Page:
Jamie Kalama Wood is a Master Teaching Artist at Roundabout Theatre Company. She serves as the Partnership Coordinator for FDR High School where she works with school leadership and educators to ensure that the school’s partnership with Roundabout best serves their goals. She coordinates and often leads classroom and after-school residencies. In addition to her work at FDR, Jamie facilitates multiple residencies and workshops throughout the city and at Roundabout’s theatres.
Education Coordinator Abby Case spoke with Jamie about her career and work at Roundabout.
Abby Case: Tell me a bit about yourself and your artistry.
Jamie Kalama Wood: I grew up in Southern California and have a deep dislike for the 405 freeway. I have 2 kids (plus one due in April), and I have a habit of singing and dancing up until I go into labor. Educationally, I have undergraduate degrees in Vocal Performance and Music Dance Theatre. My MFA is in Musical Theatre. I taught for about 14 years before moving here. Right before I moved to NYC, I taught at San Diego State University. I have performed throughout the US and toured with musical productions and as a classical vocalist around the world. Since taking some time away from performing, I've spent most of my time professionally as a director and choreographer.
AC: How did you come to be a teaching artist? Could you share your first arts education experience?
JKW: My first experiences with arts education came while on tour in North America. I had the privilege to lead a few small performance workshops. I loved it. In addition, I discovered in college that I had a special connection to serving those in difficult circumstances. When I found out that teaching artist (TA) work was a real thing in New York, I knew it was the job for me. I began my TA career at Roundabout in 2007. Since then, I've worked with multiple organizations as a TA.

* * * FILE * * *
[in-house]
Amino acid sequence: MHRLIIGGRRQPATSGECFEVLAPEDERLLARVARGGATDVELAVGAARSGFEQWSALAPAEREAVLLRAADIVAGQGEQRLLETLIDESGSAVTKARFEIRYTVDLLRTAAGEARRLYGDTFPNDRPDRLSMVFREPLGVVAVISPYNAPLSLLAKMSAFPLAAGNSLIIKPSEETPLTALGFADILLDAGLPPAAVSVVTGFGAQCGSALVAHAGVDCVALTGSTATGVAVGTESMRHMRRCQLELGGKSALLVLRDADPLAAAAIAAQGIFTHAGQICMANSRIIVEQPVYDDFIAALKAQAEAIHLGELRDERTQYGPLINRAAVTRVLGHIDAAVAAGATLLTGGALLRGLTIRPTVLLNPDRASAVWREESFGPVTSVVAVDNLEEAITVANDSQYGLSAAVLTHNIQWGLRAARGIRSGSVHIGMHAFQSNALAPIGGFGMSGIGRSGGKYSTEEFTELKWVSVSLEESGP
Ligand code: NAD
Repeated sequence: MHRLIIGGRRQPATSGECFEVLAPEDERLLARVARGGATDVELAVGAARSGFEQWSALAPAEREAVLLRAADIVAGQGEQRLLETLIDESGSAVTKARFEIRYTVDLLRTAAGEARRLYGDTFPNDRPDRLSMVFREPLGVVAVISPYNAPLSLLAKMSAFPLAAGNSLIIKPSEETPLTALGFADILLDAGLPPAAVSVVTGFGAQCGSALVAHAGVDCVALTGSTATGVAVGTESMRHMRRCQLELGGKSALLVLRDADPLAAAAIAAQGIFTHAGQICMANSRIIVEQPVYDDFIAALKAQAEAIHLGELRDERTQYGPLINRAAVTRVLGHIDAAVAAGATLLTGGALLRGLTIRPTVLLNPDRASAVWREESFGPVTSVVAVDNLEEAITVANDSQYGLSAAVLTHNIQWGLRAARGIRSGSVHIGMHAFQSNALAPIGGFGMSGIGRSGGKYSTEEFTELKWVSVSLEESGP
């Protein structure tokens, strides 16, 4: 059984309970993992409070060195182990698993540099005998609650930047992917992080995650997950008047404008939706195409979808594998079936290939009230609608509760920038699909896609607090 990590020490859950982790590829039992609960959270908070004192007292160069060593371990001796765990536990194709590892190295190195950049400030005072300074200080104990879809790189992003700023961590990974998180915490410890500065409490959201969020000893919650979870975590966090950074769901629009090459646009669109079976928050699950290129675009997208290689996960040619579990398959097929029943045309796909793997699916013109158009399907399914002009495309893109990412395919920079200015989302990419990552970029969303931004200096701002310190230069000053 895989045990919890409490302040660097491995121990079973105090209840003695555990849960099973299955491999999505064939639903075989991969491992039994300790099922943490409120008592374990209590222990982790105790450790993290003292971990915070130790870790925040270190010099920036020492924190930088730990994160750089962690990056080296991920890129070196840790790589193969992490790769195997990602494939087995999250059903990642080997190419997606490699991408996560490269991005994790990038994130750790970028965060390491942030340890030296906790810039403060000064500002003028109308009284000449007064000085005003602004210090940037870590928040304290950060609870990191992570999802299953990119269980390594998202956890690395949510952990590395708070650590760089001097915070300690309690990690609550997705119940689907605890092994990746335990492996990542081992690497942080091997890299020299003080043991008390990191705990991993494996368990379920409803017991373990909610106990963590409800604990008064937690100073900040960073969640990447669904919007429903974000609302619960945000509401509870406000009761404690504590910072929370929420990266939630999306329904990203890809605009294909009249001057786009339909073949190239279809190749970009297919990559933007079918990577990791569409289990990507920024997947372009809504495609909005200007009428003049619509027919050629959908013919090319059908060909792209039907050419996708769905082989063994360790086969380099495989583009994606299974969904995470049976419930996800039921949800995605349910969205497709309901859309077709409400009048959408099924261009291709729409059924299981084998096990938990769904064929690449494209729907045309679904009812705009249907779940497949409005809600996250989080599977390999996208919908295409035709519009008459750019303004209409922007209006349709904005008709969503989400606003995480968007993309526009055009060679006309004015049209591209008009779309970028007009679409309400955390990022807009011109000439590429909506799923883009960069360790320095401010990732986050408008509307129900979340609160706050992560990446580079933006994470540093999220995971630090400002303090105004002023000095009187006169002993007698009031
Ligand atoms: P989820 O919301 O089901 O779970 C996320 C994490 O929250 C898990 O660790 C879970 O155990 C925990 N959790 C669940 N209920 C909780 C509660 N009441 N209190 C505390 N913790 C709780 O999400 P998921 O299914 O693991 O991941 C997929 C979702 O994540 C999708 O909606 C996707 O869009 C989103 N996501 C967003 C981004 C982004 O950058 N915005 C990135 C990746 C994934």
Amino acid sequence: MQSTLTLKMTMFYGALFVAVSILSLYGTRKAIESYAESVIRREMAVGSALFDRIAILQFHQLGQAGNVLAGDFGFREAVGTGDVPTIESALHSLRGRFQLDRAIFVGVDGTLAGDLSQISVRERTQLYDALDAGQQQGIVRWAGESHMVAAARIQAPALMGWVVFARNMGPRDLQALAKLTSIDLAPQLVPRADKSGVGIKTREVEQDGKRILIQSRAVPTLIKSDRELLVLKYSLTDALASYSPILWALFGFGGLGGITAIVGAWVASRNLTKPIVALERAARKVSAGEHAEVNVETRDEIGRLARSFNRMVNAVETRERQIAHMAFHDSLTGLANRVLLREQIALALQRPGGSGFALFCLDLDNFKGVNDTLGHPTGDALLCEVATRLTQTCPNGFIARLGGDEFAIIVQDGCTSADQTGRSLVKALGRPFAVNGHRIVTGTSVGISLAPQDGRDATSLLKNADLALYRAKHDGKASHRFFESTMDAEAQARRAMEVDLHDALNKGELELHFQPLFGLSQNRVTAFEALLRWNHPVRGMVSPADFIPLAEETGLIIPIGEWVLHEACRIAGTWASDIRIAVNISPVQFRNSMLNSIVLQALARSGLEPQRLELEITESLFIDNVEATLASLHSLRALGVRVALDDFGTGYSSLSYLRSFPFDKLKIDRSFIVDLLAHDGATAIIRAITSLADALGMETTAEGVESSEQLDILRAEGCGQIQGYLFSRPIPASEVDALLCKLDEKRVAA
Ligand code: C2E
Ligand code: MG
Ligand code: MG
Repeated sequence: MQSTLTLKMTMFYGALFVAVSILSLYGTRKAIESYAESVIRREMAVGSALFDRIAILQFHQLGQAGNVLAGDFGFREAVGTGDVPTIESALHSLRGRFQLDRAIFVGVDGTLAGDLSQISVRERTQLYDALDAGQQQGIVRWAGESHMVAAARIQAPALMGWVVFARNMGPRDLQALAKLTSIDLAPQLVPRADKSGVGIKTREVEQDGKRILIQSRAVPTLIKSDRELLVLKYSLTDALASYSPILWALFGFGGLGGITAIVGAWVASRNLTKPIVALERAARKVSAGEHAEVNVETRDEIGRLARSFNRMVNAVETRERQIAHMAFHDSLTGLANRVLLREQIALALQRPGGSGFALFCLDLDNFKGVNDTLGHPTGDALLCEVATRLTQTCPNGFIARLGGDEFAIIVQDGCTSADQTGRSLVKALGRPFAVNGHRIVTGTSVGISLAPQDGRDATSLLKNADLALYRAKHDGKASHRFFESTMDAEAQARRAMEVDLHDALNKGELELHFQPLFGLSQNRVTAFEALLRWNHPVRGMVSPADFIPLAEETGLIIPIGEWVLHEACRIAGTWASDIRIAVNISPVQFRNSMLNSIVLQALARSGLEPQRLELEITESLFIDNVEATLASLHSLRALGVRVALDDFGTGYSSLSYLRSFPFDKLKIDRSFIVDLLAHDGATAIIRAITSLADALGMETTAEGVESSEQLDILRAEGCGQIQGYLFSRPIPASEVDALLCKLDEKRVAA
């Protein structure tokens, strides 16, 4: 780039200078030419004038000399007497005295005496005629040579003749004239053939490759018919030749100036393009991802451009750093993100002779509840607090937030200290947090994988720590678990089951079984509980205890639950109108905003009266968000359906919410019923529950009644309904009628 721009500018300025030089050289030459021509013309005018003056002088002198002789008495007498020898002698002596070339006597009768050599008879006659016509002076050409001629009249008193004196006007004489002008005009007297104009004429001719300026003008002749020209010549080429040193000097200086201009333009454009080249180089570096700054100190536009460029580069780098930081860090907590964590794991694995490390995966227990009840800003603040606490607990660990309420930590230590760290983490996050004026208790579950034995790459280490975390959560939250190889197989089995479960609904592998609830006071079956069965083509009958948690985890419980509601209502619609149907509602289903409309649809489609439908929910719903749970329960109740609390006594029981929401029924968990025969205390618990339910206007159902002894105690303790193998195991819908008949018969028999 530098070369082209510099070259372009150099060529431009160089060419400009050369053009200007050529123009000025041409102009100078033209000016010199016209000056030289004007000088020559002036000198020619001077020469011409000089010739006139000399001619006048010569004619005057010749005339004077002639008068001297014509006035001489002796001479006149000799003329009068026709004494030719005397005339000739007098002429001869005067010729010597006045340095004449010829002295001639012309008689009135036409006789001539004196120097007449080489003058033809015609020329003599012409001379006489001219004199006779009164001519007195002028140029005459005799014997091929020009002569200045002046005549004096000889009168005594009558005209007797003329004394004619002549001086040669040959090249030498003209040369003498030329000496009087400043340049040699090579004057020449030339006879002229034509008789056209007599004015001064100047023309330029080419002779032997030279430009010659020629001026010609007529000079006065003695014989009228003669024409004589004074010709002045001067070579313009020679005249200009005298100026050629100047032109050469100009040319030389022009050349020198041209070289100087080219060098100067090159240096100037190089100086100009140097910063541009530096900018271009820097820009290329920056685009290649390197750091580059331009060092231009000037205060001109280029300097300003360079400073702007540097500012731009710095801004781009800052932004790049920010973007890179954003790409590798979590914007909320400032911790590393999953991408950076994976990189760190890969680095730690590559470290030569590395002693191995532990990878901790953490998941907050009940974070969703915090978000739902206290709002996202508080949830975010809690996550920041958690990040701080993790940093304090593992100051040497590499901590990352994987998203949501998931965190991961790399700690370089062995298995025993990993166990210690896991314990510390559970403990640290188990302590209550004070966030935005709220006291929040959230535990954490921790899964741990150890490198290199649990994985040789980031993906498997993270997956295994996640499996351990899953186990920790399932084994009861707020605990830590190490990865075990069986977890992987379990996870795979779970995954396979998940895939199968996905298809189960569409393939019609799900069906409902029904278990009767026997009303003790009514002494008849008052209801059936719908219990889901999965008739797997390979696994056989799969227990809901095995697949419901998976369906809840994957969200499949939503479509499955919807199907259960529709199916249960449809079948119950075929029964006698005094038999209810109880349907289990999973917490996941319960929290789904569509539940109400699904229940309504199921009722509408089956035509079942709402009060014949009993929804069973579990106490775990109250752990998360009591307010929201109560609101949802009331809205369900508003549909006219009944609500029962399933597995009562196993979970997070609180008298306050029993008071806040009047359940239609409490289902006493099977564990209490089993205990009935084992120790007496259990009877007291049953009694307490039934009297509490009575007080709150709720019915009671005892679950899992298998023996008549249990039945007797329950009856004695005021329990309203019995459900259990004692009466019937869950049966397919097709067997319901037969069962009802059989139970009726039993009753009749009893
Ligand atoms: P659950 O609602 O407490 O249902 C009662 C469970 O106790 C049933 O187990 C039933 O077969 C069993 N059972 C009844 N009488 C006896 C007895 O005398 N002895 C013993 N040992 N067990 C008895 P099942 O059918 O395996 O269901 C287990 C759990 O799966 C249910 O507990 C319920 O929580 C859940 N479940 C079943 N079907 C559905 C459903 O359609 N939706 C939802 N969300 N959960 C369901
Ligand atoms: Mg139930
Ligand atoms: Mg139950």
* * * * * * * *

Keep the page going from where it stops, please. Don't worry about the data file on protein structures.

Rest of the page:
AC: What is your favorite part of working as a teaching artist, and what is the most challenging?
JKW: My favorite part of working as a teaching artist is working with a wide variety of people while doing what I love to do. The most challenging experiences are occasionally collaborating with resistant teachers or students, but that’s when I really make theatre magic.
For example, one of my favorite residencies was with an 11th grade English Language Arts class that the teacher labeled low-functioning. The teacher was having a difficult time connecting with the students, and few of them expected to graduate. They were so used to being wrong in their classes that even when I asked for their opinions they'd tell me they didn't know. Our residency explored The Great Gatsby; we wrote and staged a rap version of the story! By the end of the residency, the students loved the teacher and she loved them. The art form gave the students a new way into the content, and the students’ engagement in the project promoted connection with the teacher. Many of the students told me they finally felt like they could accomplish something and would work hard to graduate. The memory of this class gives me hope and fuel on especially tough days.
Education @ Roundabout, Teaching Artist Tuesday